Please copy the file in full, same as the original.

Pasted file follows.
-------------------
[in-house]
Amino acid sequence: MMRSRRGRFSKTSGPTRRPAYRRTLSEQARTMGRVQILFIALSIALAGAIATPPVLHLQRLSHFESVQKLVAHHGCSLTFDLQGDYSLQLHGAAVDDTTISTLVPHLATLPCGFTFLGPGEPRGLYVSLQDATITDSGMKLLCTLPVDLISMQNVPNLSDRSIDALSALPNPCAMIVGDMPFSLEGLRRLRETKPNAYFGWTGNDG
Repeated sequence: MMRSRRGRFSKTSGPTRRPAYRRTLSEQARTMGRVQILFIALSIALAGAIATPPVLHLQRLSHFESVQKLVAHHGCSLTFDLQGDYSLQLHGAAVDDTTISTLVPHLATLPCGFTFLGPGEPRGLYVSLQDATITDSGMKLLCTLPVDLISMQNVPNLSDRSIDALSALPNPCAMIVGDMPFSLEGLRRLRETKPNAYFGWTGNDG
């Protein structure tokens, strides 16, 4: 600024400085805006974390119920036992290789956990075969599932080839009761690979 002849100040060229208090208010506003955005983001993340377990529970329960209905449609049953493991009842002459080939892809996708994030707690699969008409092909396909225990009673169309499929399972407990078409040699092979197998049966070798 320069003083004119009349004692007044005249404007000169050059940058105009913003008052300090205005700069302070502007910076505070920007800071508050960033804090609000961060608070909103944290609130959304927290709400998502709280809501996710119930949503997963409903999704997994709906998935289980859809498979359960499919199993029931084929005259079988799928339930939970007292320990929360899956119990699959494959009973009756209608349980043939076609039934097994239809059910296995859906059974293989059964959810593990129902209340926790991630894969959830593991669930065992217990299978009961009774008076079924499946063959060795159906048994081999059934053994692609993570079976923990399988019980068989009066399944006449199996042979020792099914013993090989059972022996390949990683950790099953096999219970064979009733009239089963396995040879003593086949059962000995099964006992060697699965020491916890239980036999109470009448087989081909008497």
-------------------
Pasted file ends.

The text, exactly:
[in-house]
Amino acid sequence: MMRSRRGRFSKTSGPTRRPAYRRTLSEQARTMGRVQILFIALSIALAGAIATPPVLHLQRLSHFESVQKLVAHHGCSLTFDLQGDYSLQLHGAAVDDTTISTLVPHLATLPCGFTFLGPGEPRGLYVSLQDATITDSGMKLLCTLPVDLISMQNVPNLSDRSIDALSALPNPCAMIVGDMPFSLEGLRRLRETKPNAYFGWTGNDG
Repeated sequence: MMRSRRGRFSKTSGPTRRPAYRRTLSEQARTMGRVQILFIALSIALAGAIATPPVLHLQRLSHFESVQKLVAHHGCSLTFDLQGDYSLQLHGAAVDDTTISTLVPHLATLPCGFTFLGPGEPRGLYVSLQDATITDSGMKLLCTLPVDLISMQNVPNLSDRSIDALSALPNPCAMIVGDMPFSLEGLRRLRETKPNAYFGWTGNDG
């Protein structure tokens, strides 16, 4: 600024400085805006974390119920036992290789956990075969599932080839009761690979 002849100040060229208090208010506003955005983001993340377990529970329960209905449609049953493991009842002459080939892809996708994030707690699969008409092909396909225990009673169309499929399972407990078409040699092979197998049966070798 320069003083004119009349004692007044005249404007000169050059940058105009913003008052300090205005700069302070502007910076505070920007800071508050960033804090609000961060608070909103944290609130959304927290709400998502709280809501996710119930949503997963409903999704997994709906998935289980859809498979359960499919199993029931084929005259079988799928339930939970007292320990929360899956119990699959494959009973009756209608349980043939076609039934097994239809059910296995859906059974293989059964959810593990129902209340926790991630894969959830593991669930065992217990299978009961009774008076079924499946063959060795159906048994081999059934053994692609993570079976923990399988019980068989009066399944006449199996042979020792099914013993090989059972022996390949990683950790099953096999219970064979009733009239089963396995040879003593086949059962000995099964006992060697699965020491916890239980036999109470009448087989081909008497």